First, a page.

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Those of you who have partners with OCD, please come and talk to me, I have some questions.

(38 Posts)
DustyTv Thu 16-Oct-08 13:13:55

I have OCD, i have had it for as long as I can remember, other than my GP and my husband (and on here) I have never spoken about it.

It has only been in the last few months that I have began to get myself some help, I have never told anyone before then so have been 'dealing' with it on my own.

I still don't talk about it alot and my DH doesn't talk or ask me about it, but I suspect that is because he doesn't really understand it IYSWIM.

My councelling starts next week.

What I would like to know is;

1) What is it like to live with someone who has OCD.

2) Did you know something was wrong before your partner spoke to you about it.

3) Do you understand it?

4) Does it come between you both?

DH told me last night to just stop doing it, so I know he doesn't understand it.

I would like to see it from his POV so that I can help him to understand it and understand how he feels and hopefuly make him more sympathetic towards me IYSWIM.

DustyTv Thu 16-Oct-08 13:15:17

Sorry wrong use of words, maybe nt so much sympathetic, but more supportive.

DustyTv Thu 16-Oct-08 17:04:16

bump smile

DustyTv Fri 17-Oct-08 20:14:54

Anyone?

ForeverOptimistic Fri 17-Oct-08 20:20:09

I have OCD symptoms when I am very very stressed which I have been this week. I can't tell dh about it because he wouldn't understand, I can't expect him to either. If dh behaved the way that I behaved this week I would be exasperated and probably quite angry with him.

I am sorry that I don't really have any advice to give. I expect your dh is probably very scared.

TotalChaos Fri 17-Oct-08 20:20:27

I'm an OCDer rather than partner. I will have a stab anyway.

1)can be very very stressful indeed, not knowing if something might set up a bout of anger/anxiety etc

2)probably not

3)to a limited extent

4)depends on how much partner is roped into rituals/expected to do stuff/not do stuff as per obsessions

I'm a bit concerned you are talking about having counselling for it - recommended treatment as per NICE guidelines is CBT and/or medication.

fourlittlefeet Fri 17-Oct-08 20:20:39

I used to work with people who had OCD, so not a partner as such. I think it depends exactly what the behaviour is and how extreme it is as to whether people believe/empathise. Some symptoms come across as extreme phobias which aren't helped by popular tv shows on this topic, so some people really don't understand the distress caused by it, as to them it does look a bit hmm.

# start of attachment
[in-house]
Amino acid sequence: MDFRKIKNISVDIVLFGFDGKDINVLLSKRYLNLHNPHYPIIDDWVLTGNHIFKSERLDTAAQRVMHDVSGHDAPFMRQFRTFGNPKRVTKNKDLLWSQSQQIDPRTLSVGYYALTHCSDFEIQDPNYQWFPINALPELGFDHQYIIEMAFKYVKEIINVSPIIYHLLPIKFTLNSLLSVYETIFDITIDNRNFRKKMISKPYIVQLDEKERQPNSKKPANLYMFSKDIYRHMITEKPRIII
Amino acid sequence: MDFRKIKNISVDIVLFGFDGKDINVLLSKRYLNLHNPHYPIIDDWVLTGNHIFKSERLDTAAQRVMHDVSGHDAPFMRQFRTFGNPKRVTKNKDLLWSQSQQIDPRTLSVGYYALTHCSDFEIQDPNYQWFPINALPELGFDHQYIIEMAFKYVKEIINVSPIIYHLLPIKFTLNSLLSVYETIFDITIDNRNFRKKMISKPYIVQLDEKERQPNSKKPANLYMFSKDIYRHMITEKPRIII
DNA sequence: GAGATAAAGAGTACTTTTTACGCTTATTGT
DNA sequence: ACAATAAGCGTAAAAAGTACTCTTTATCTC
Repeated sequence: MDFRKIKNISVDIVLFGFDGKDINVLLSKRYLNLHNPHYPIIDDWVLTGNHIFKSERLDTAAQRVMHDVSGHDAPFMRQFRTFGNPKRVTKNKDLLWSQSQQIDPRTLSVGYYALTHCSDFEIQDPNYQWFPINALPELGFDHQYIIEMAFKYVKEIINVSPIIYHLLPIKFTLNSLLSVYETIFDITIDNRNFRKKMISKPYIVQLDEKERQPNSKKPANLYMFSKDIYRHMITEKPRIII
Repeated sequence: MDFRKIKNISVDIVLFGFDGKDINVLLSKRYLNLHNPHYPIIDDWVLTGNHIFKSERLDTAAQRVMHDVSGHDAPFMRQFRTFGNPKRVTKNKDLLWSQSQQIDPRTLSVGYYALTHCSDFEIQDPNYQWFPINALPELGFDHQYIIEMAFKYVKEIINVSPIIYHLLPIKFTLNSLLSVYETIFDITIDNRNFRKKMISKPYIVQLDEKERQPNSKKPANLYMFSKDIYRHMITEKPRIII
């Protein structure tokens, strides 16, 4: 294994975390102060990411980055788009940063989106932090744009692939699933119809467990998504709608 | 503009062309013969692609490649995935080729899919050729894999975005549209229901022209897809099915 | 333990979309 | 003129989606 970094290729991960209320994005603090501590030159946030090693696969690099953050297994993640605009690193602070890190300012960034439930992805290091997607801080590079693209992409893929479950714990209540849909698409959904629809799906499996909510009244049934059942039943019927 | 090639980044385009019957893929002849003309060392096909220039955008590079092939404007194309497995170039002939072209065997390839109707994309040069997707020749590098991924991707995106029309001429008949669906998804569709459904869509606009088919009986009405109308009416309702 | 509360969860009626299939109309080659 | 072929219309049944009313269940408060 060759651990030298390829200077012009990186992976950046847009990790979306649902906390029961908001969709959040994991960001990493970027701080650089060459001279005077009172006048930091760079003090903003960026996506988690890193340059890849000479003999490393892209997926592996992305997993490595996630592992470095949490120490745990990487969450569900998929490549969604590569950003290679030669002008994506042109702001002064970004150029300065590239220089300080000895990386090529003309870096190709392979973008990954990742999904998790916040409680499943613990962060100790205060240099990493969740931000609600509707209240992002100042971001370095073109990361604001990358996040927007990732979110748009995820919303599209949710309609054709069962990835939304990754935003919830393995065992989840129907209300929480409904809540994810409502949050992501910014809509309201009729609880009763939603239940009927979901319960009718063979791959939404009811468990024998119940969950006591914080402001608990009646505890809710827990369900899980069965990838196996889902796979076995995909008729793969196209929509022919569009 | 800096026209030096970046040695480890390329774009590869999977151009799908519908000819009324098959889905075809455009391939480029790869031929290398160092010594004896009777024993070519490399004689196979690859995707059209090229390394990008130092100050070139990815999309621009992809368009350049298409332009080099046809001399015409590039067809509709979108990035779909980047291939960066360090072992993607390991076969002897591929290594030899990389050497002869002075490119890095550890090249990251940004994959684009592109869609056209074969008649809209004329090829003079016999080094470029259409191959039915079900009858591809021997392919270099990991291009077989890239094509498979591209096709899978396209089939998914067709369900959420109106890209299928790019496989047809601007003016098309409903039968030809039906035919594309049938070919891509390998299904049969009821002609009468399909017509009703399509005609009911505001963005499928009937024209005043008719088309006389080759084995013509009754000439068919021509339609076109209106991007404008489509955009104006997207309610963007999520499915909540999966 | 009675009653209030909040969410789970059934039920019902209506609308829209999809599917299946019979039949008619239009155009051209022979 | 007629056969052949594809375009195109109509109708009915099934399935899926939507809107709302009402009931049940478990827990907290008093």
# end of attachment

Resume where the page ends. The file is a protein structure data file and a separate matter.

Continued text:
ohnowhatnext Fri 17-Oct-08 21:18:47

My Dp suffers with OCD in what i think is a relatively mild form. It is very much about keeping things clean/tidy etc etc although when he is very stressed he does get obsessional thoughts and ropes me into thast quite a bit.

I work in mental health but even with lots of knowledge |I have really struggled to cope at times and I have to be honest and say yes it has come between us, sometimes I feel i need to go and have time on my own to be 'free' of the obsessions for a while which I don't actually do because DP gets upset when I suggest it.

I think the reason I get impatient and intolerant is that whilst I know he has an illness, I feel he is still putting himself first by giving into the obsessions etc. I often fel that I am struggling to look after ds etc etc whilst he is blithely going about his obsessions regardless of me breaking my back getting essential stuff done. My dp also will not seek hlep so that is a big issue.

Reading what I have written I am struck by how awful I sound!! I love dp dearly but am just being honest, I hate living under the cloud/constarint of obsessions and feel our lives would be much better if he could find a way of breaking free.

Well done for seeking help, you are doing somethng really positive for yourself and your family, like others have said though CBT and or medications have been shown to be most effective with OCD so just be careful not to waste too much time on generalised 'counselling'.

ohnowhatnext Fri 17-Oct-08 21:21:33

Oh and I did not know straight away on meeting dp that he had a problem but it became obvious quite quickly. I think he had tried quite hard to keep it hidden ITKWIM.

exasperatedmummy Fri 17-Oct-08 21:23:24

May i ask how your OCD presents itself. I am convinced i have this, but i certainly don't obsess about cleaning blush you should see my house